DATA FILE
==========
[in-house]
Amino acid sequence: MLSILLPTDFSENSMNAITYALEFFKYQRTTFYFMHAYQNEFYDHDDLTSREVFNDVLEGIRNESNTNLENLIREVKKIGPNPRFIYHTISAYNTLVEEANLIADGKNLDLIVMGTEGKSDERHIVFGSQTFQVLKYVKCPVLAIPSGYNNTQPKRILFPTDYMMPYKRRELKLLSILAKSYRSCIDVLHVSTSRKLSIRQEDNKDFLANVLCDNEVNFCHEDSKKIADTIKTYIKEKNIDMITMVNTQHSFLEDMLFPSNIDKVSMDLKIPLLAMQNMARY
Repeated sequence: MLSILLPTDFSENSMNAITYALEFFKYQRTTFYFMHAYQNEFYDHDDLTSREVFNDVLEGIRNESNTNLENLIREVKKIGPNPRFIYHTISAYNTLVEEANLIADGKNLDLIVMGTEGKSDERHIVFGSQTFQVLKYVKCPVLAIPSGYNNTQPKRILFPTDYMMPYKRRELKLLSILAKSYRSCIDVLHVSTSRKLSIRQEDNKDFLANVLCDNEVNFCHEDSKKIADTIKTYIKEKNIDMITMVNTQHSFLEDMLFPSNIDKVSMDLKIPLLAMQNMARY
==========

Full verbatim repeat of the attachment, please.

[in-house]
Amino acid sequence: MLSILLPTDFSENSMNAITYALEFFKYQRTTFYFMHAYQNEFYDHDDLTSREVFNDVLEGIRNESNTNLENLIREVKKIGPNPRFIYHTISAYNTLVEEANLIADGKNLDLIVMGTEGKSDERHIVFGSQTFQVLKYVKCPVLAIPSGYNNTQPKRILFPTDYMMPYKRRELKLLSILAKSYRSCIDVLHVSTSRKLSIRQEDNKDFLANVLCDNEVNFCHEDSKKIADTIKTYIKEKNIDMITMVNTQHSFLEDMLFPSNIDKVSMDLKIPLLAMQNMARY
Repeated sequence: MLSILLPTDFSENSMNAITYALEFFKYQRTTFYFMHAYQNEFYDHDDLTSREVFNDVLEGIRNESNTNLENLIREVKKIGPNPRFIYHTISAYNTLVEEANLIADGKNLDLIVMGTEGKSDERHIVFGSQTFQVLKYVKCPVLAIPSGYNNTQPKRILFPTDYMMPYKRRELKLLSILAKSYRSCIDVLHVSTSRKLSIRQEDNKDFLANVLCDNEVNFCHEDSKKIADTIKTYIKEKNIDMITMVNTQHSFLEDMLFPSNIDKVSMDLKIPLLAMQNMARY